Grant Advisors Ray Sweeney and Frank Klimko are constantly on the lookout for good opportunities offering vigorous funding streams. Regularly, our site will highlight a foundation or federal agency which may fall under the radar, but provides funding that can help you achieve your programming goals.
Over the past few weeks, we highlighted the MAC AIDS Fund, Ronald McDonald House Charities, the National Council of Teachers of Mathematics Emerging Teacher-Leaders in Elementary School Mathematics for Grades Pre-K–5 grants, the National Forest Foundation, Whole Foods Markets, Dedalus Foundation, the Best Buy Foundation, the Dr. Scholl Foundation, Mary Reynolds Babcock Foundation, the Surdna Foundation and the Laura Bush Foundation for America’s Libraries grants.
This week, we want to talk about the giving efforts of the Union Pacific Foundation and its 2015 Community-Based Grants Program
The foundation gives on a national basis with emphasis on AR, AZ, CA, CO, IA, ID, IL, KS, LA, MN, MO, MT, NE, NM, NV, OK, OR, TX, UT, WA, WI, and WY. Schools, community-based groups and nonprofits can apply.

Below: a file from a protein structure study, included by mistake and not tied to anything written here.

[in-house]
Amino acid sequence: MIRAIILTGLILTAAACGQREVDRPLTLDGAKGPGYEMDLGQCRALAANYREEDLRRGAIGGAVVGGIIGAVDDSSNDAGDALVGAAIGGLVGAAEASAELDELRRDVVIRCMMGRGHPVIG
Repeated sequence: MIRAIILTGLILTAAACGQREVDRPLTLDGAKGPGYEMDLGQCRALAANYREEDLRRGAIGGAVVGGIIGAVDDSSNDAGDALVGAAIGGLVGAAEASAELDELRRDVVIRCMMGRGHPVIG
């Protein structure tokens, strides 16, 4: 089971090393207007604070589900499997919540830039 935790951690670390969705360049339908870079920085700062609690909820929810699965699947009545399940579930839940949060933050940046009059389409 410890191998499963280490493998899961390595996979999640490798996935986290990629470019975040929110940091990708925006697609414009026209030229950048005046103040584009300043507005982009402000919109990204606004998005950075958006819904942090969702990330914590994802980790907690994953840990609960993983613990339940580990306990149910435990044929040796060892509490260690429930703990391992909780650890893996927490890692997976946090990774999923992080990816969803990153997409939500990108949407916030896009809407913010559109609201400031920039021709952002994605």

Deadline: TBA, the next round of competition opens in May; last year’s deadline was in August. Funding: Up to $10,000 each (the foundation made $5.6 million in grants last year)
These grants help improve cultural/educational facilities and programs in select communities. The foundation’s Community-Based Grants interest areas:
- Community and Civic: To assist community-based organizations and related activities which improve the quality of life in the community. This includes organizations such as aquariums, botanical gardens, children’s museums, history/science museums, public libraries, public television and radio.
- Health and Human Services: To assist organizations dedicated to improving the level of health care or providing human services in the community.
- Capacity building: These grants help nonprofit organizations build their capacity, increase their impact, and operate more efficiently and effectively.
Children’s programs receive priority. The foundation gave $5,000 to the Goodie Two Shoes Foundation (), Las Vegas, for a gifts program for disadvantaged children and $5,000 to the Childrens Assn. for Maximum Potential, San Antonio, TX, to support recreational camps for children with disabilities.
Contact: 402/544-5600, Darlynn Myers, director, firstname.lastname@example.org